Who Sees Your Facebook Posts and Twitter Tweets?
Facebook, Twitter and other social media platforms play a not so transparent game with your social media posts and tweets. It is based on a highly complex thesis that their algorithmic learning engines can determine what a Facebook or Twitter user will likely find relevant and, therefore, what they will wish to read. We’ve known this behavioral filtering has gone on for some time now, especially with Facebook. But, the science behind it is now getting attention.
Why do the social media companies get between those posting on social media sites and those who consume the information? Good question. By and large, social media services realize that a user has a tendency to “Like” or “Follow” far more people or companies than he or she can really follow with any level of intensity. The fact of the matter is that some of us “Like” others on Facebook, or become followers of companies or high profile people on Twitter, because of peer pressure or out of curiosity. Or, maybe there was a promotion or contest we wanted to enter, so we had to “Like” that company’s page to have a chance to win. We go to that page one time to “enter to win” and never go back. Do we want to continue receiving their Facebook posts? Maybe…maybe not. But, few of us ever “Unfollow” or “Unlike” a Facebook page or Twitter site.
In reality, we can’t hope to read every post or tweet due to lack of time and a crowded timeline in the feeds sections of our personal or company social media sites. If you are like me, you may have a few hundred Facebook “Likes” (family, friends, colleagues, companies, sports teams, etc.) and the same level of interest in following others on Twitter. In turn, many of them may follow me back, or “Like” me on Facebook. But, I do have my favorites, while I relegate others to a secondary role and I’m only casually interested in reading their posts or tweets. The social media sites actually know this about you and me, and use technology to help us “filter” out the less relevant posts and tweets. They make the decision for us.
Here is a simple truth: if your company’s Facebook page has 100 Likes, and you put a post on your Facebook page, this post will not be served to all 100 news feeds of your Likes’ Facebook pages. Sadly, it is possible it may stream to none of them.
A Relevancy Filter
The fact of the matter is that while 100% of your posts do appear on your own Facebook page, a majority of Facebook users do NOT go to your Facebook page. They stay within their own Facebook cocoon and read the aggregated (and filtered!) News Feeds coming in from their friends, family and from the company pages they’ve Liked. Many are not even aware their news feeds are being filtered and that they may be missing posts from friends or companies they’ve Liked.
Recently, Facebook opened up a little to explain how this system works. Facebook used to call this post ranking process “EdgeRank,” but has since dropped that terminology. In a recent blog post on a Facebook engineering site, one of the engineering leads on this feed ranking system said:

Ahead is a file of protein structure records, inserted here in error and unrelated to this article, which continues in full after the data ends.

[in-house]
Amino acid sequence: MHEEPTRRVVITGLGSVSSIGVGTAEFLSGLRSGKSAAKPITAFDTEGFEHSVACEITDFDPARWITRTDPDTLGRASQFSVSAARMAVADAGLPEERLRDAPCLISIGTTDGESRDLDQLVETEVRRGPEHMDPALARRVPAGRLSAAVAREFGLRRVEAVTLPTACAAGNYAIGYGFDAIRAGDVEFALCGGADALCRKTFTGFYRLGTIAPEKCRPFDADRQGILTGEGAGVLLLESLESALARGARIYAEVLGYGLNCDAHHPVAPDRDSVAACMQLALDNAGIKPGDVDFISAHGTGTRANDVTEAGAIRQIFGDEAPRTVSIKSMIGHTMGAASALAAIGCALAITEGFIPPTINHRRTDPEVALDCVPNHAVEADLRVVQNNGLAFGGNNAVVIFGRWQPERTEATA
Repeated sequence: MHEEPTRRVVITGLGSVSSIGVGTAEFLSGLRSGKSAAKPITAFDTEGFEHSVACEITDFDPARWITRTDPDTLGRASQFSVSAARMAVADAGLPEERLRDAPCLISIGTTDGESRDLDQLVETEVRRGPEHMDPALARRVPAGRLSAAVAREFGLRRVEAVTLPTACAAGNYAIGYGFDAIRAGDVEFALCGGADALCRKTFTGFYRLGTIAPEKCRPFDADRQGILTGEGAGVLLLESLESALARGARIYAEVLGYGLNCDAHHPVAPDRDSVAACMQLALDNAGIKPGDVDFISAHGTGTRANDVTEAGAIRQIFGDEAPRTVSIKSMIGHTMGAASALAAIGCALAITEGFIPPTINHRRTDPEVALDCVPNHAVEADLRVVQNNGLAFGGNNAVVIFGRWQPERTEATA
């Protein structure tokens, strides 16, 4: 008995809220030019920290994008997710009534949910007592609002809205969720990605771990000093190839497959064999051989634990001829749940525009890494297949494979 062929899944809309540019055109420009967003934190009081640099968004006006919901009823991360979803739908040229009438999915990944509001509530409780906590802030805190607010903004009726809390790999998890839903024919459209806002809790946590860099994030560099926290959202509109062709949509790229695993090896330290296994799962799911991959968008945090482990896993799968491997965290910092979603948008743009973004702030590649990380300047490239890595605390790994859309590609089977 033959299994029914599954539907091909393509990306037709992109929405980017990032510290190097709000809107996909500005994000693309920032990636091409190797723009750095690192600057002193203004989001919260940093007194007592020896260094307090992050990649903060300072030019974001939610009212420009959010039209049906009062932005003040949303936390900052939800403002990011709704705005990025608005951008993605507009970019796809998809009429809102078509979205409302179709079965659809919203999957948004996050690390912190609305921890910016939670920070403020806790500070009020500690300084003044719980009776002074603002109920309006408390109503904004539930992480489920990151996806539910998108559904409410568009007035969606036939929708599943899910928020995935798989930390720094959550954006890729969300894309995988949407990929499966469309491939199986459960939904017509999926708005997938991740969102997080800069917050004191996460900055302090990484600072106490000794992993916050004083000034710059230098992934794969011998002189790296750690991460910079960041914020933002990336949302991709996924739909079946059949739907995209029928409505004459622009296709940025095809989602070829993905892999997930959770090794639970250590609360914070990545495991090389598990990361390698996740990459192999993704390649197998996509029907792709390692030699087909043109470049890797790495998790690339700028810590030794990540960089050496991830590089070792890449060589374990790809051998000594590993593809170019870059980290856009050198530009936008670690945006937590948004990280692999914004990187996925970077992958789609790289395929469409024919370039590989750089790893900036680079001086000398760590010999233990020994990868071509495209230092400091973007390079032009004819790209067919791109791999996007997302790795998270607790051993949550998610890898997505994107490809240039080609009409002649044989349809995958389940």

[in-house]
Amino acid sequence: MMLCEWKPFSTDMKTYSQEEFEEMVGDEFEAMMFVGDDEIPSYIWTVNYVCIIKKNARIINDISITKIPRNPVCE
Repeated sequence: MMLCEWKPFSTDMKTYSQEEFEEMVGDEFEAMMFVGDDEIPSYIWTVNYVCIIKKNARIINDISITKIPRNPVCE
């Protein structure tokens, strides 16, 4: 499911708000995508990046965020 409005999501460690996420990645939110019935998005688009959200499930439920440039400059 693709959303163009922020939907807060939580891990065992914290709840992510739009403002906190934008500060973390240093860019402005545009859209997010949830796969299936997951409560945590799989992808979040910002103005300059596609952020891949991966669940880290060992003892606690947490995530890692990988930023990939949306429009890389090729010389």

For each user, we try to come up with a final score to determine how relevant that particular story is to that particular user,” Backstrom summed up. “In the end, those scores build your personalized News Feed.”
If you are interested, you can read more about the algorithm on this Facebook blog page.
At the end of the day, you can push tons of content out on your Facebook page or through Twitter, but your Likes and Followers may not even see it. Facebook’s software-based ranking filters will make that call…not you as the poster or tweeter, and not your Likes or Follows on the consumption side. However, your followers’ lack of engagement with your posts (Comments, re-posting or re-tweeting) does in fact weigh heavily on which news feeds that Facebook will send their way later. Ultimately, Facebook and Twitter use software to rank your “likely” level of interest in a post or tweet topic, and will use this as a basis for learning what you really want as a user. They then create a formulaic relevancy profile of you and send news and information to you based on your likely interest.
High quality content and relevancy, measured over the long term by user engagement, will be the most important criteria used to determine how much of your content gets fed to your Likes or Followers. Google has recently re-centered its own organic search engine ranking criteria around the notion of High Quality Content, too. We all need to keep that in mind as we write and post on Facebook, Twitter, Instagram, YouTube, Pinterest, LinkedIn or other social media sites. Considering the value Google’s SERP relevancy engine is placing on content quality, the same can be said for how you manage your website as well.